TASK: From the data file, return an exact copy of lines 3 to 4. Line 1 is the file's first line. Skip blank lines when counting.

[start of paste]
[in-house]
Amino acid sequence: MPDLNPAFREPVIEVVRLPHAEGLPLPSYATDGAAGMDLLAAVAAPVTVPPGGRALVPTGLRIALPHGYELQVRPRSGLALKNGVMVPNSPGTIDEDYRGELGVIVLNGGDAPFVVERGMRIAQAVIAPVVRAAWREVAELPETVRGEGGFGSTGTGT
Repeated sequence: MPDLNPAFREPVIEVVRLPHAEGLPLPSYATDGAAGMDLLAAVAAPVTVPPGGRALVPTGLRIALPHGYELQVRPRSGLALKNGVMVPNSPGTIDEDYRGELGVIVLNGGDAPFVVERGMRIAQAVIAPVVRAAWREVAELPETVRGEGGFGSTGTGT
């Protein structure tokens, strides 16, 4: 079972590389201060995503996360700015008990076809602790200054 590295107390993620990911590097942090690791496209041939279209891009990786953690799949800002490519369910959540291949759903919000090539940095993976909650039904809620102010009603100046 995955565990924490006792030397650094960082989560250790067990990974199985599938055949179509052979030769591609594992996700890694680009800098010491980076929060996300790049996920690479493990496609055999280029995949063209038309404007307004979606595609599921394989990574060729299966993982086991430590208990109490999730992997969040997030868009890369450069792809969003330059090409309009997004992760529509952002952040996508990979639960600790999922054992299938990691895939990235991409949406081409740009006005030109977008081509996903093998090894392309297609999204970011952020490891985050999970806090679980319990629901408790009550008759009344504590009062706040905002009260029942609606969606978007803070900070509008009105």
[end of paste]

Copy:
Repeated sequence: MPDLNPAFREPVIEVVRLPHAEGLPLPSYATDGAAGMDLLAAVAAPVTVPPGGRALVPTGLRIALPHGYELQVRPRSGLALKNGVMVPNSPGTIDEDYRGELGVIVLNGGDAPFVVERGMRIAQAVIAPVVRAAWREVAELPETVRGEGGFGSTGTGT
């Protein structure tokens, strides 16, 4: 079972590389201060995503996360700015008990076809602790200054 590295107390993620990911590097942090690791496209041939279209891009990786953690799949800002490519369910959540291949759903919000090539940095993976909650039904809620102010009603100046 995955565990924490006792030397650094960082989560250790067990990974199985599938055949179509052979030769591609594992996700890694680009800098010491980076929060996300790049996920690479493990496609055999280029995949063209038309404007307004979606595609599921394989990574060729299966993982086991430590208990109490999730992997969040997030868009890369450069792809969003330059090409309009997004992760529509952002952040996508990979639960600790999922054992299938990691895939990235991409949406081409740009006005030109977008081509996903093998090894392309297609999204970011952020490891985050999970806090679980319990629901408790009550008759009344504590009062706040905002009260029942609606969606978007803070900070509008009105």